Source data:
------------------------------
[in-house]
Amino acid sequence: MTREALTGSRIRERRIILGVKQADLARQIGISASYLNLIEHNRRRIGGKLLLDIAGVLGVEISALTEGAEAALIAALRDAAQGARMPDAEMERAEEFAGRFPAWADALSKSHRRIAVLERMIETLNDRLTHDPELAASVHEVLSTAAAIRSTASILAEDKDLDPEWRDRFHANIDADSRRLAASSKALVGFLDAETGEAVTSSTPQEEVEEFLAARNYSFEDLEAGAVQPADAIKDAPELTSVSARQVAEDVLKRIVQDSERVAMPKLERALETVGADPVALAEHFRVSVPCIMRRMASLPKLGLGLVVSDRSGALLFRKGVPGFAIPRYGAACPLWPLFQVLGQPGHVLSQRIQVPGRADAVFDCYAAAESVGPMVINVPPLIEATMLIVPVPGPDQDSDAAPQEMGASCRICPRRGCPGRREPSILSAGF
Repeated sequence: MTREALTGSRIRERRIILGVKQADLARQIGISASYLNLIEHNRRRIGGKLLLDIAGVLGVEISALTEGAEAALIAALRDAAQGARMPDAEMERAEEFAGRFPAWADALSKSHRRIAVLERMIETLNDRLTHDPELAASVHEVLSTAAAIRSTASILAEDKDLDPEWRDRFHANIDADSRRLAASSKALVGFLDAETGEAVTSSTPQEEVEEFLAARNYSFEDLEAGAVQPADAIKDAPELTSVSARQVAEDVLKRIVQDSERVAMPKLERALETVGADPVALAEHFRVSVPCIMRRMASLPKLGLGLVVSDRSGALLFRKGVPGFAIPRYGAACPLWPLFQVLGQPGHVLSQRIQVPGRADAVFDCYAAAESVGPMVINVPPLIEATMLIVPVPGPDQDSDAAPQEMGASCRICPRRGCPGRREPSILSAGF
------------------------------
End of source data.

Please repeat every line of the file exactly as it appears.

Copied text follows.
[in-house]
Amino acid sequence: MTREALTGSRIRERRIILGVKQADLARQIGISASYLNLIEHNRRRIGGKLLLDIAGVLGVEISALTEGAEAALIAALRDAAQGARMPDAEMERAEEFAGRFPAWADALSKSHRRIAVLERMIETLNDRLTHDPELAASVHEVLSTAAAIRSTASILAEDKDLDPEWRDRFHANIDADSRRLAASSKALVGFLDAETGEAVTSSTPQEEVEEFLAARNYSFEDLEAGAVQPADAIKDAPELTSVSARQVAEDVLKRIVQDSERVAMPKLERALETVGADPVALAEHFRVSVPCIMRRMASLPKLGLGLVVSDRSGALLFRKGVPGFAIPRYGAACPLWPLFQVLGQPGHVLSQRIQVPGRADAVFDCYAAAESVGPMVINVPPLIEATMLIVPVPGPDQDSDAAPQEMGASCRICPRRGCPGRREPSILSAGF
Repeated sequence: MTREALTGSRIRERRIILGVKQADLARQIGISASYLNLIEHNRRRIGGKLLLDIAGVLGVEISALTEGAEAALIAALRDAAQGARMPDAEMERAEEFAGRFPAWADALSKSHRRIAVLERMIETLNDRLTHDPELAASVHEVLSTAAAIRSTASILAEDKDLDPEWRDRFHANIDADSRRLAASSKALVGFLDAETGEAVTSSTPQEEVEEFLAARNYSFEDLEAGAVQPADAIKDAPELTSVSARQVAEDVLKRIVQDSERVAMPKLERALETVGADPVALAEHFRVSVPCIMRRMASLPKLGLGLVVSDRSGALLFRKGVPGFAIPRYGAACPLWPLFQVLGQPGHVLSQRIQVPGRADAVFDCYAAAESVGPMVINVPPLIEATMLIVPVPGPDQDSDAAPQEMGASCRICPRRGCPGRREPSILSAGF